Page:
Today was the day of the great Mercury transit of the sun. Obviously NASA is the place to go for pictures of this event, which is, to be honest, not super exciting. However, I was curious whether my little camera could capture the transit.

I wasn’t hopeful, and when I woke up in the morning there was a solid marine layer filling the sky. So much for catching even the middle of the transit. But by 9:30 the clouds had burned off so I puttered out to my backyard to point my camera at the sun and see what I could get.

For you camera nerds out there, my settings were f/11, ISO 100, shutter speed 1/32000, and a 10x neutral density filter. And that was barely enough.

But enough it was. To my surprise, I got some perfectly decent pictures. Here’s my earliest one, with Mercury nearing the end of its transit. You can see it a lot better if you right-click and then select “View Image.”

November 11, 2019 — Irvine, California

Here it is a few minutes later:

Now it’s getting very close to the edge of the sun:

And finally it’s officially egressing the sun, just a barely visible dot at the very edge of the corona:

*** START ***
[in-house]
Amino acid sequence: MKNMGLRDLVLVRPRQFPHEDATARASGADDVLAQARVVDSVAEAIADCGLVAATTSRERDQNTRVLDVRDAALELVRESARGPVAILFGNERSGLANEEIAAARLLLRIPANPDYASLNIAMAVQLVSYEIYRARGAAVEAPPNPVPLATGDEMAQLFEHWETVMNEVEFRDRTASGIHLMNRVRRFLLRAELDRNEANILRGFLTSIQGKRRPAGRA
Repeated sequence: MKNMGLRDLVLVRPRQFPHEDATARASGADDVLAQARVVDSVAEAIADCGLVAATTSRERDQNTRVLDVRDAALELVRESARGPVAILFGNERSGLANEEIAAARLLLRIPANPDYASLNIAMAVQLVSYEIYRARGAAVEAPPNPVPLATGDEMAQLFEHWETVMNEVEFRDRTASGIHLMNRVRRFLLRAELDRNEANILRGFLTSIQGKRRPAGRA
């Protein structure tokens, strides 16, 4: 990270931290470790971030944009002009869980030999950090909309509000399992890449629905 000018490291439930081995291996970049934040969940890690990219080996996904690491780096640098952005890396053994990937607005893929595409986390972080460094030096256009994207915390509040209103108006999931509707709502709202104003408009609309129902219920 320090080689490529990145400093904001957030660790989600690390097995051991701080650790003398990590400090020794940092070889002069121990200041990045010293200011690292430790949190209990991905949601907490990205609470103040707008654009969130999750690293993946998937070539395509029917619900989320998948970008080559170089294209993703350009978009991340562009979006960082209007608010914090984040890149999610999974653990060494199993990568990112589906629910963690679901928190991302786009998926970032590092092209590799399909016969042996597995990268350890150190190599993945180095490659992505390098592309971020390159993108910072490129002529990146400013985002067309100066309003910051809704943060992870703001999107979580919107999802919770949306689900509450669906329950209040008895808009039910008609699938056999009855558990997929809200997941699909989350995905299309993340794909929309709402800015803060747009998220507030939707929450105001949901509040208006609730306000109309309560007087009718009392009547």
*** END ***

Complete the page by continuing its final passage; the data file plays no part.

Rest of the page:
And that’s it. The next transit of Mercury is in 2032. Mark your calendars.

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ONE MORE QUICK THING:

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As we wrote over the summer, traffic has been down at Mother Jones and a lot of sites with many people thinking news is less important now that Donald Trump is no longer president. But if you're reading this, you're not one of those people, and we're hoping we can rally support from folks like you who really get why our reporting matters right now. And that's how it's always worked: For 45 years now, a relatively small group of readers (compared to everyone we reach) who pitch in from time to time has allowed Mother Jones to do the type of journalism the moment demands and keep it free for everyone else.

Please pitch in with a donation during our fall fundraising drive if you can. We can't afford to come up short, and there's still a long way to go by November 5.

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